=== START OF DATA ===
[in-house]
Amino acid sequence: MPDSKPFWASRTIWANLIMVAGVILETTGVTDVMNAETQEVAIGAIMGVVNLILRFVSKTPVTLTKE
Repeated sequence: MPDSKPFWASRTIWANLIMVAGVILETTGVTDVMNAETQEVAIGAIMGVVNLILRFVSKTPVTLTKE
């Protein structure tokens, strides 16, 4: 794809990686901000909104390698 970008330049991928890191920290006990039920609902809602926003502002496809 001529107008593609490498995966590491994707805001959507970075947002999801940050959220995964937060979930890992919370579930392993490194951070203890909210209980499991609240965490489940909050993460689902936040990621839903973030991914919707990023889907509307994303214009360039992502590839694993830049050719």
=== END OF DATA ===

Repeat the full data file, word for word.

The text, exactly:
[in-house]
Amino acid sequence: MPDSKPFWASRTIWANLIMVAGVILETTGVTDVMNAETQEVAIGAIMGVVNLILRFVSKTPVTLTKE
Repeated sequence: MPDSKPFWASRTIWANLIMVAGVILETTGVTDVMNAETQEVAIGAIMGVVNLILRFVSKTPVTLTKE
């Protein structure tokens, strides 16, 4: 794809990686901000909104390698 970008330049991928890191920290006990039920609902809602926003502002496809 001529107008593609490498995966590491994707805001959507970075947002999801940050959220995964937060979930890992919370579930392993490194951070203890909210209980499991609240965490489940909050993460689902936040990621839903973030991914919707990023889907509307994303214009360039992502590839694993830049050719």